The Write Strategy Generator delivers data levels which drive the laser via a digital-to-analog converter. Since the data levels must be relatively accurate quite a lot of bits (e.g. 16 bits) are used. In the case of a laser driver the digital-to-analog converter is preferably divided in two parts, further to be denoted by a threshold part and a delta part. Then also the data levels are divided in two parts (e.g. two parts of 8 bits). The gains of the threshold and delta parts are controlled by a so-called threshold reference current and a delta reference current, respectively. This enables the separate control of the threshold power and the delta power of the laser.
It is an object of the invention to reduce the power consumption of a driver for a light generator, in particularly to reduce the power consumption of a laser driver for a laser.
To achieve the object of the invention a driver for driving a light generator for generating light, comprising a digital-to-analog converter having a data input, a data output for generating an analog signal, is characterized in that the driver further comprises a first multiplexer for cyclic selection of a number of data levels corresponding to desired intensity levels of the light and for coupling the data levels to the data input; a de-multiplexer synchronized with the first multiplexer for de-multiplexing the analog signal into a set of analog signals; memory means for temporarily storing the set of analog signals; and a second multiplexer for selection of the stored set of analog signals and for generating a drive signal for the light generator. The memory means is preferably implemented by a set of capacitors since this is a very simple solution having the additional advantage of a further lowering of the power consumption. This is especially important for portable applications. In the case that the driver is a laser driver for driving a laser, an embodiment of the invention is further characterized in that the data input of the digital-to-analog converter comprises a threshold data input part; a delta data input part; a threshold gain reference input associated with the threshold data input part; and a delta gain reference input associated with the delta data input part. By the addition of the first multiplexer and the de-multiplexer the clock frequency for the digital-to-analog-converter can be chosen different from the clock frequency of the second multiplexer (the second multiplexer is the only multiplexer used in prior art drivers). The second multiplexer is driven (like in the prior art) by the Write Strategy Generator which has a very high clock frequency, e.g. 500 Mhz. The capacitors hold the needed data levels which are coupled to the laser by the second multiplexer controlled by the Write Strategy Generator. The refreshing of the data levels on the capacitors can be performed with a relative low frequency. Also the gains of the threshold and delta parts need not be adapted with a high frequency. Therefore the digital-to-analog-converter can use a relatively low clock frequency, e.g. 1 Mhz. (Instead of e.g. 500 Mhz in the prior art.) As a consequence the power consumption of the the digital-to-analog-converter is decreased significantly.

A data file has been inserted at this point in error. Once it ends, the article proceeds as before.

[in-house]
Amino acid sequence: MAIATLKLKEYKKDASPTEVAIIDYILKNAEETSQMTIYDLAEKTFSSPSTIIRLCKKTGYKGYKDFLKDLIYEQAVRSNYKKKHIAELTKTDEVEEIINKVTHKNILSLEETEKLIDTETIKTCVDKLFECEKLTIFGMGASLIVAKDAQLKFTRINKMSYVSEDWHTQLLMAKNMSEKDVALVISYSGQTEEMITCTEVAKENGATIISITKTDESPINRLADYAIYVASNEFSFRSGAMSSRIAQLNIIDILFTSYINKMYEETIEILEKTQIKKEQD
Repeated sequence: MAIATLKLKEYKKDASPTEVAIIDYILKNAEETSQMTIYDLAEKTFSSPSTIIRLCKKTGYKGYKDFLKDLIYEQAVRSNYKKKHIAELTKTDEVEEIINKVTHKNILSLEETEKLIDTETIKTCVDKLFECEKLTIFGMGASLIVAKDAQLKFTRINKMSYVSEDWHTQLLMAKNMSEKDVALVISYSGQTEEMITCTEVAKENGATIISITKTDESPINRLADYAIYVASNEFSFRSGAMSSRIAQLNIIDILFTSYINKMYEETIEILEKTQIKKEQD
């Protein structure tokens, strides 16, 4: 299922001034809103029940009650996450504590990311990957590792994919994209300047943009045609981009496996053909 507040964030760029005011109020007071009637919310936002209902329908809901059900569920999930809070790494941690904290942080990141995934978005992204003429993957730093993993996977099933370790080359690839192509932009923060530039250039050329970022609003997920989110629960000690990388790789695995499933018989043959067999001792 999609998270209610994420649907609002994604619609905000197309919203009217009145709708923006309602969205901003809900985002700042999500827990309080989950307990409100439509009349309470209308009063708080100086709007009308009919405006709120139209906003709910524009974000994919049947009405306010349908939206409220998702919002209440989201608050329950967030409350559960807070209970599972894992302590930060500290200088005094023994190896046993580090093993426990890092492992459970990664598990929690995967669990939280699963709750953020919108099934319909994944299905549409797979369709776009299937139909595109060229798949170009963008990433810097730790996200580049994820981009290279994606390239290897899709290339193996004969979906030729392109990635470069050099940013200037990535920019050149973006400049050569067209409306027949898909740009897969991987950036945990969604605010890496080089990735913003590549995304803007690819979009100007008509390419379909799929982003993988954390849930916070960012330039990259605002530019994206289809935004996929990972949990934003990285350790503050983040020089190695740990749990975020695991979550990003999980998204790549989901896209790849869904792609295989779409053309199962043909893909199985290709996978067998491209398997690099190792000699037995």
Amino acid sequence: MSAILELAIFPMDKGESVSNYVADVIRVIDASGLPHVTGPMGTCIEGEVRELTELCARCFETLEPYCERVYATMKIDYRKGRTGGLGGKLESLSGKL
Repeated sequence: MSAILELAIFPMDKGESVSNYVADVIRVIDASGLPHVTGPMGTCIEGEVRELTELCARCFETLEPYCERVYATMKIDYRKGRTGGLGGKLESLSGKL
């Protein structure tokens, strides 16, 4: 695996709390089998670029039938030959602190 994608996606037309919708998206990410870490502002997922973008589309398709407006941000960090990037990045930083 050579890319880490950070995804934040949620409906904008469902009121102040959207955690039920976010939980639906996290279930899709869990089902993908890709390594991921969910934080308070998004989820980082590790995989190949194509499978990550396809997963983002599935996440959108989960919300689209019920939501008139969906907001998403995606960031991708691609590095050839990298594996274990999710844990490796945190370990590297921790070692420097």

The invention will be described in more detail with reference to the accompanying drawings, in which:
In these figures parts or elements having like functions or purposes bear the same reference symbols.
In this example, the data D is encoded by the WSG to generate 2 sets of 8 bit data levels which are coupled to DAC1 and DAC2. DAC1 and DAC2 convert the data levels into analog signals which are summed by a summator SM to form the laser drive current IL. Since DAC1 and DAC2 use the same clock signal WSCLK as the WSG which has a very high frequency, they have a relatively high power consumption.
This known laser driver is an improvement to the one shown in
For this reason in
In contrast with the laser driver shown in
In fact the inventive laser drive combines the advantages of both the known laser drivers shown in
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|U.S. Classification||369/116, G9B/7.016, 369/53.26, 369/59.12, 372/38.02, G9B/7.099, 372/38.07, 341/144, G9B/7.028|
|International Classification||G11B7/125, G11B7/006, G11B7/00, G11B7/0045, H01S5/042|
|Cooperative Classification||H01S5/0427, G11B7/126, G11B7/0062, G11B7/00456|
|European Classification||G11B7/126, G11B7/0045S, G11B7/006S|
|Dec 14, 2005||AS||Assignment|
Owner name: KONINKLIJKE PHILIPS ELECTRONICS, N.V., NETHERLANDS
Free format text: ASSIGNMENT OF ASSIGNORS INTEREST;ASSIGNORS:DE BOER, BART MICHIEL;VAN DEN HOMBERG, JOHANNES ALDEGONDA THEODORA MARIA;IMMINK, ALBERT HENDRIK JAN;REEL/FRAME:017376/0137
Effective date: 20050915
|Dec 5, 2011||REMI||Maintenance fee reminder mailed|
|Apr 22, 2012||LAPS||Lapse for failure to pay maintenance fees|
|Jun 12, 2012||FP||Expired due to failure to pay maintenance fee|
Effective date: 20120422